Can An App Raise STI Testing Rates?
The makers of Get Connected, which connects gay and bisexual men with testing services, think so — and now a study will put their theory to the test
We’ve seen a recent boom in smartphones being used for STI testing — from the premiere of Mately, a digital testing platform, to Tinder adding a feature that shows users the location of their closest testing clinic. Now, The National Institutes of Health is funding a trial to see whether it’s possible for an app to convince a particularly at-risk group, young men who have sex with men, to get routine testing.
The study will look at Get Connected, a new web-based app that aims to go a step beyond run-of-the-mill testing locators. Get Connected gives users customized feedback on their particular testing practices — whether they go every month or every couple years, for example — and helps them overcome “fears around the testing experience,” as José Bauermeister, a professor at Penn Nursing who developed the app, told Vocativ.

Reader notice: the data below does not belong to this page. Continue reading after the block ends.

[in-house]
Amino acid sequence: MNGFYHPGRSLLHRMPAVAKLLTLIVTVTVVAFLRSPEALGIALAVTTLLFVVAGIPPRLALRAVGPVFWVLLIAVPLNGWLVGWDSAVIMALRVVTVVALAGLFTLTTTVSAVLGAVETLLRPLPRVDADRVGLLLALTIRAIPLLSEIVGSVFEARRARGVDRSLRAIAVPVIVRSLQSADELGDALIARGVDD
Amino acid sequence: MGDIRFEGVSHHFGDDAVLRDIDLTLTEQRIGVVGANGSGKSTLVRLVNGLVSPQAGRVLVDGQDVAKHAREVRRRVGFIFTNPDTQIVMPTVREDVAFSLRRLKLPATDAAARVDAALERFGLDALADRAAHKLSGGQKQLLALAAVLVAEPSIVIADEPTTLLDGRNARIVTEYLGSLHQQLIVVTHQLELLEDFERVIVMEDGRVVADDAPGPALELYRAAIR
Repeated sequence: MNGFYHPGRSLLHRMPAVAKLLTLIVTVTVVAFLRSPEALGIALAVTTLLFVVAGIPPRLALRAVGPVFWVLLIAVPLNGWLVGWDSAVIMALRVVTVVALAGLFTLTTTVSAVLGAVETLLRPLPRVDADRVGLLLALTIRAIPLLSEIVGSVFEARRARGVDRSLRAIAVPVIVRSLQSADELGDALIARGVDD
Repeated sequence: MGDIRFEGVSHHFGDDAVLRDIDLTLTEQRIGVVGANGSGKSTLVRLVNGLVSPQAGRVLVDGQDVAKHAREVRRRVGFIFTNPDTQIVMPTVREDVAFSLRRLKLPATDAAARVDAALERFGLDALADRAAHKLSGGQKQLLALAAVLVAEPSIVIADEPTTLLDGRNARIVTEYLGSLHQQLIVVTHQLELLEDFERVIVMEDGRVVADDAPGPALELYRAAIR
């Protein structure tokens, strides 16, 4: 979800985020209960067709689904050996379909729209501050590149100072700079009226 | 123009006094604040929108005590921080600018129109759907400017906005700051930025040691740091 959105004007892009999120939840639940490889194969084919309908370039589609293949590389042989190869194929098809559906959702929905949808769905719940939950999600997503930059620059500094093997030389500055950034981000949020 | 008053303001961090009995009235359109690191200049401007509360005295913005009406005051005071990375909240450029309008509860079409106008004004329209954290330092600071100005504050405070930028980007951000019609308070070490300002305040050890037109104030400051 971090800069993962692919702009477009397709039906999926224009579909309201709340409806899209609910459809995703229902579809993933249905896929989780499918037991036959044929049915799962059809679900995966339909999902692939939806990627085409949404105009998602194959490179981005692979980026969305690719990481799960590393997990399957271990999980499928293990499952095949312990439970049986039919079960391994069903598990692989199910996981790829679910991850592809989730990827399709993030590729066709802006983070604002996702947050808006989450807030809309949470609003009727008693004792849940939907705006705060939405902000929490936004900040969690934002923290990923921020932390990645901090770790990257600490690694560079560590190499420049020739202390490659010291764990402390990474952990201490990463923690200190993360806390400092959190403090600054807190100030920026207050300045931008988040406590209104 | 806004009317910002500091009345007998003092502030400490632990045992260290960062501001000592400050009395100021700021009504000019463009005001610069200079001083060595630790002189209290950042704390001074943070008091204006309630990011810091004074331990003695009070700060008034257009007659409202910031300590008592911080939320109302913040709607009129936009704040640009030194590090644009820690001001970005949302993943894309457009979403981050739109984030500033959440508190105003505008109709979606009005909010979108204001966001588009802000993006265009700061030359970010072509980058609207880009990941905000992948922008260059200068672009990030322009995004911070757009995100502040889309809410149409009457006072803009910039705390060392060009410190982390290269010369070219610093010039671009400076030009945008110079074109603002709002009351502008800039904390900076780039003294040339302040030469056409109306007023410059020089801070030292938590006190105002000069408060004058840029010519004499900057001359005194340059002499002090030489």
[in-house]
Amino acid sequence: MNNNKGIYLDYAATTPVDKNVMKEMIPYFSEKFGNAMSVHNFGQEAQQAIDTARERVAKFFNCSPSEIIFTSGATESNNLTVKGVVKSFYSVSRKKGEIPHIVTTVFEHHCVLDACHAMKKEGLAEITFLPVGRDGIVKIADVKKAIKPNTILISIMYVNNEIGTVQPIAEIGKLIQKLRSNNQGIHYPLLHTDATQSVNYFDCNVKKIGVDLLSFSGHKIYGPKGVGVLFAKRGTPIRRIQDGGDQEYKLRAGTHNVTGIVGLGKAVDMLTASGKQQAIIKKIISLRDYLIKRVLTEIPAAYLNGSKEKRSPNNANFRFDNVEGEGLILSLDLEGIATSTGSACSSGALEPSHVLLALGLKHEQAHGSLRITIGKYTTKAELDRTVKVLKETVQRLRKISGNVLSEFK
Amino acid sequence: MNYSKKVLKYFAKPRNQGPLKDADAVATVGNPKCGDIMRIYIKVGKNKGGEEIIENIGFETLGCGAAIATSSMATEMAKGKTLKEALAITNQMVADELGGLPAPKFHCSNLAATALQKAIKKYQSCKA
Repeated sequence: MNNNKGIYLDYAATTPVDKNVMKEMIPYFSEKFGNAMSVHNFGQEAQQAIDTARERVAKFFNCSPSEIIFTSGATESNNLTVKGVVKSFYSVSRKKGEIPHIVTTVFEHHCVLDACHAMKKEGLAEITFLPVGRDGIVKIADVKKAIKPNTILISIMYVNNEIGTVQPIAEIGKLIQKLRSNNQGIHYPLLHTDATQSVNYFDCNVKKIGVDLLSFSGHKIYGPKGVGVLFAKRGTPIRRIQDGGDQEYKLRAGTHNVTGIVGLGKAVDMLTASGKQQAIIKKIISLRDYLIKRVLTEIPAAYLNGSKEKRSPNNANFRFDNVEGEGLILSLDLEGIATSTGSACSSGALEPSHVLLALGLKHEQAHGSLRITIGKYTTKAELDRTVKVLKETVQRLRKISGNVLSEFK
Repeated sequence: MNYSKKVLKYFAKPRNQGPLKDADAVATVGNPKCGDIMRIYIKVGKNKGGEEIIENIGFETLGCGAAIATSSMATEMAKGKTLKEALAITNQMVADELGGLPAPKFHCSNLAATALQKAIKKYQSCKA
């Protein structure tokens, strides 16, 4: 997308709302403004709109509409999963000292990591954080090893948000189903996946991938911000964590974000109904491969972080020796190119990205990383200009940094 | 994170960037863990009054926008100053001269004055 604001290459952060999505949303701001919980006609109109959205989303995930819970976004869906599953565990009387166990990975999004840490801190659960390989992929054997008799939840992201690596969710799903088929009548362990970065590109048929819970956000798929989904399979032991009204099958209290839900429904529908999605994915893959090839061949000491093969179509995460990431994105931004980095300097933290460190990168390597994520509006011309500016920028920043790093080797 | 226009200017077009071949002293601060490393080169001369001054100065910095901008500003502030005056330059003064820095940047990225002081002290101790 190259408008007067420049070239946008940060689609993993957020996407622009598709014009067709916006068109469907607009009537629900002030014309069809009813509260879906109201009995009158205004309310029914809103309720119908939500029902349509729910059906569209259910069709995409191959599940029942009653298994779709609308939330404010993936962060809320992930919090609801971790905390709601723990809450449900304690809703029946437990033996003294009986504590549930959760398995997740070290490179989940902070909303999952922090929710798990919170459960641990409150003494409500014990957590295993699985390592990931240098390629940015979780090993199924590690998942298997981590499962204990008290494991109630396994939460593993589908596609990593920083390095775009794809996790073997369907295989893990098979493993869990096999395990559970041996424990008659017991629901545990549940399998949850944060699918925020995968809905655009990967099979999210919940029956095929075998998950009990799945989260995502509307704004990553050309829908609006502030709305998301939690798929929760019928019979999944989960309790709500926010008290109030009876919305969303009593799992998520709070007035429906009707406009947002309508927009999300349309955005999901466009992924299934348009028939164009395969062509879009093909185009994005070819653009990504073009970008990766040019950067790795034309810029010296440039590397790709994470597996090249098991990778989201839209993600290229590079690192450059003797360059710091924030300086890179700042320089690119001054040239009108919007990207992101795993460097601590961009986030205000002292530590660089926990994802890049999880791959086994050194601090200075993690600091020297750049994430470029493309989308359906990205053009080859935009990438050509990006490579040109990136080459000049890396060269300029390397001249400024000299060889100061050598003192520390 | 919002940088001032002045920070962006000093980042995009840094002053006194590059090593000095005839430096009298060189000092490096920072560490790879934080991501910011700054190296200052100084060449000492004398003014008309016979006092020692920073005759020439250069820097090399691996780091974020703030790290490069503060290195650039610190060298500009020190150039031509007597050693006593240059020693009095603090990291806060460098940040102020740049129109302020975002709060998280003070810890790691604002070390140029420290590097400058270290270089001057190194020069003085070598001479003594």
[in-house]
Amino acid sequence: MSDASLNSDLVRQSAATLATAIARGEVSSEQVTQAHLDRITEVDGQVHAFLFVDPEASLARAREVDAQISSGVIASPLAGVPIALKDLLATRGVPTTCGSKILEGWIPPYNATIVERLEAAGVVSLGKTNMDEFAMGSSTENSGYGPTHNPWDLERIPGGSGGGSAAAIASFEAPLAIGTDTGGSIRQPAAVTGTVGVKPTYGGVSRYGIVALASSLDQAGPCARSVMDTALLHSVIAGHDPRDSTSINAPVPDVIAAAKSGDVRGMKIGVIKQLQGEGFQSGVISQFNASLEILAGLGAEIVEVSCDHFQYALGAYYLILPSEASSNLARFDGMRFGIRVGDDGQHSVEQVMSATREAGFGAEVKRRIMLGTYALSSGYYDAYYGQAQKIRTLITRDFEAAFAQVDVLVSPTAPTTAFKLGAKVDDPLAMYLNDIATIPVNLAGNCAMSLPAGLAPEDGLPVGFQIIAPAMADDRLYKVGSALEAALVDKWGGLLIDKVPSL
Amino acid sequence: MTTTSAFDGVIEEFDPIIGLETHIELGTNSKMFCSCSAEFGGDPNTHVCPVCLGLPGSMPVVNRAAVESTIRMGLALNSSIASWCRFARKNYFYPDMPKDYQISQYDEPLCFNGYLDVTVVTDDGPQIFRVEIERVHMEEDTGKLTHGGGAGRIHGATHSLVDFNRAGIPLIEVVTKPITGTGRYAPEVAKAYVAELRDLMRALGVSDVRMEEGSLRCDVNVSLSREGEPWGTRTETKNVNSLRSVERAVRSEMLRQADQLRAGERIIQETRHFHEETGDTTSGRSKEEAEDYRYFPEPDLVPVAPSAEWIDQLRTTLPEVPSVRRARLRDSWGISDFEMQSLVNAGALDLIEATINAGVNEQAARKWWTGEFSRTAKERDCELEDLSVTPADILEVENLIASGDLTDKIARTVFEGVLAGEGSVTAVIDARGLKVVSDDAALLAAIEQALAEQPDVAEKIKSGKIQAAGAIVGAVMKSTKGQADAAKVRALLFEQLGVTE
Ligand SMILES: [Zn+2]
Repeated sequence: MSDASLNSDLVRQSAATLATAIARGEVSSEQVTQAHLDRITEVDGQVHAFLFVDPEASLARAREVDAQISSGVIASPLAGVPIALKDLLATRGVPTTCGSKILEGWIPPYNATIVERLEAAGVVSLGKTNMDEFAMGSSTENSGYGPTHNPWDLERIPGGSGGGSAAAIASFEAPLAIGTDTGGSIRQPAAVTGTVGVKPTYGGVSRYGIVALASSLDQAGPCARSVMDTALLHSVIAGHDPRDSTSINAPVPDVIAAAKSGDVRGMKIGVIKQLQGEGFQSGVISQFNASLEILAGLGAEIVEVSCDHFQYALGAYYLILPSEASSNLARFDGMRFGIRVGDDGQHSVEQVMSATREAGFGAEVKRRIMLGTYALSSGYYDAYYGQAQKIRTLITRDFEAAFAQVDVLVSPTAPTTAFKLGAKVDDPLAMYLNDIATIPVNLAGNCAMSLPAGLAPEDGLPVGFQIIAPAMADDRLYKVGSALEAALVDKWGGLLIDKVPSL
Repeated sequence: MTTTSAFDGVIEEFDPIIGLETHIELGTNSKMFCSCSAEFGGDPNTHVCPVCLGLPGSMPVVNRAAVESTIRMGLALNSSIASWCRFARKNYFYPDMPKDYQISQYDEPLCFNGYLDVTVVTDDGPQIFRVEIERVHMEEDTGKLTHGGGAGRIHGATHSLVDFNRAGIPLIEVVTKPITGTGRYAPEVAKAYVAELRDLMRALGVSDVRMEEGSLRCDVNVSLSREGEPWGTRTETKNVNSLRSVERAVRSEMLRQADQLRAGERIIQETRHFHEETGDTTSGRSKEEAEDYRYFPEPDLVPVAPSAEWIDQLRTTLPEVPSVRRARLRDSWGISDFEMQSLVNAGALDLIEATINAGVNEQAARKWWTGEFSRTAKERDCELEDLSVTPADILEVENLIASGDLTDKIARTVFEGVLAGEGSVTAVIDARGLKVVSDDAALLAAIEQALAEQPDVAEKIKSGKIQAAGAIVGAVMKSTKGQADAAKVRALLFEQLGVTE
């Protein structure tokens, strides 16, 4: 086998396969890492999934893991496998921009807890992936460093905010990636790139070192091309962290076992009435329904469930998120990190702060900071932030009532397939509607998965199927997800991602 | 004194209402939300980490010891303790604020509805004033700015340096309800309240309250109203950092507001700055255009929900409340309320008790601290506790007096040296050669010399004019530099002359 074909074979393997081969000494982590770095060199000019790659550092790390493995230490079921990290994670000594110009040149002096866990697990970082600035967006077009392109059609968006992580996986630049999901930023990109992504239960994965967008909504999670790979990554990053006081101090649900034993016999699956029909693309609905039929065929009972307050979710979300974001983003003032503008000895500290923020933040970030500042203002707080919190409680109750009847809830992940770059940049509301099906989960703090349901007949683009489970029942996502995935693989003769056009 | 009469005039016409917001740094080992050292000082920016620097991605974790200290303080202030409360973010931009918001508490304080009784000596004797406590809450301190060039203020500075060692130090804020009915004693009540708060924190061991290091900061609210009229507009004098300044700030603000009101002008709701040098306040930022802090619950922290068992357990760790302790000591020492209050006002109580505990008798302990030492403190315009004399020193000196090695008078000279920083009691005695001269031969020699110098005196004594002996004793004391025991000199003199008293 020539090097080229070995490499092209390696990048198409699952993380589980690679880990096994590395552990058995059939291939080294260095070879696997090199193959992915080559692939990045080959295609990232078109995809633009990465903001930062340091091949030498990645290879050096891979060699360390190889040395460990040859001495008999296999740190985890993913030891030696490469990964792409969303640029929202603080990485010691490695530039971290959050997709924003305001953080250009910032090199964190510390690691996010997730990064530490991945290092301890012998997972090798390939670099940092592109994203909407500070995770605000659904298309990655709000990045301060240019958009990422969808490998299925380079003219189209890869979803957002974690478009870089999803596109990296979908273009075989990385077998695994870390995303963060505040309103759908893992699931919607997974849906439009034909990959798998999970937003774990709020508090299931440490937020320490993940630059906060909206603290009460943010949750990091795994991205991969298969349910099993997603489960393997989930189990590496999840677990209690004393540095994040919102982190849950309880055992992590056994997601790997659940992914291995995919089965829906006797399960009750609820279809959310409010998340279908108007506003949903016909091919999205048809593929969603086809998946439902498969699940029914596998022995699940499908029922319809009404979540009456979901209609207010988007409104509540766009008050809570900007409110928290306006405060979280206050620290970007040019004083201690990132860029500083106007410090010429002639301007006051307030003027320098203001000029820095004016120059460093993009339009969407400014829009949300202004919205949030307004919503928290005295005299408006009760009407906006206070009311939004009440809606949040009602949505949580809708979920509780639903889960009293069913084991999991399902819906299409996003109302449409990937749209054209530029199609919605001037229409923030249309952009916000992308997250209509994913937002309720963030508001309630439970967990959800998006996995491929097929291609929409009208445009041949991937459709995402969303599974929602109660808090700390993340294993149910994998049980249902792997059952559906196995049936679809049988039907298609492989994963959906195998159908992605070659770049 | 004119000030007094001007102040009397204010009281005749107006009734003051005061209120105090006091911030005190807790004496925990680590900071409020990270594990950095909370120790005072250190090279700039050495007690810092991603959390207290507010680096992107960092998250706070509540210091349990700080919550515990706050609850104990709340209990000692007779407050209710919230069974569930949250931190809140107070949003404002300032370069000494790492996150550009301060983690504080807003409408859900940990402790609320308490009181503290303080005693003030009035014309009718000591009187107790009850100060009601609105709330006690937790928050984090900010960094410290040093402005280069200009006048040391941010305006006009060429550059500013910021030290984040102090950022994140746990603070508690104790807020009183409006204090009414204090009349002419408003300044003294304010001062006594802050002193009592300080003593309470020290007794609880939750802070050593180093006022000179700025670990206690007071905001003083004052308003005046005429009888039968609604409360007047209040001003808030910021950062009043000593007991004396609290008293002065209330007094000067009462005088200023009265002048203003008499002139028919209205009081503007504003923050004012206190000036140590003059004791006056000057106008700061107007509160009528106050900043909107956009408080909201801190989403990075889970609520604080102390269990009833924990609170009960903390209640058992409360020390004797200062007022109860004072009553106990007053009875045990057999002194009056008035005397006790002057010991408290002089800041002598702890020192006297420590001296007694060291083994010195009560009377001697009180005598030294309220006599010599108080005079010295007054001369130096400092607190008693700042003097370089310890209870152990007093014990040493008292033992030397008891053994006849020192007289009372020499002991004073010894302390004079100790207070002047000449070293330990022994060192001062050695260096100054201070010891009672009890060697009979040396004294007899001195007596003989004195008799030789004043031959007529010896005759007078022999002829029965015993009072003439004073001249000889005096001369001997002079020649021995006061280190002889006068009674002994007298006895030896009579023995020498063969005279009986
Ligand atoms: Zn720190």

The app also evaluates the range of services provided by various testing clinics, as well as their “cultural competency,” as Bauermeister put it, in working with men who have sex with men (a group that includes those who identify as gay or bisexual, as well as those who do not but have sex with men).
“Our web-app provides young men with strategies to overcome barriers that keep them from getting tested,” he said in a press release. “Using tailoring technology, we can customize the content based on users; risk profile, their values and needs, and other characteristics unique to each individual.”
The trial will take place over the next four years, with more than 400 men between the ages of 15 and 24 in Philadelphia, Atlanta, and Houston. People under the age of 30 make up more than 40 percent of new HIV infections in the United States, and young men who have sex with men make up the largest percentage of infections in that age group. A federal report this week on record-breaking levels of reported STIs in the U.S. found that the majority of new gonorrhea and syphilis cases were among gay and bisexual men. Teenagers and young people were also particularly at risk.
Of course, young people are especially comfortable with technology and the researchers behind the project are betting that it may be the best way to reach them. As Rob Stephenson of the University of Michigan School of Nursing, and an investigator in the trial, put it, “With high levels of technology use among young people, particularly smart phones and social media, online interventions offer an acceptable and efficient way to reach this highly vulnerable population.”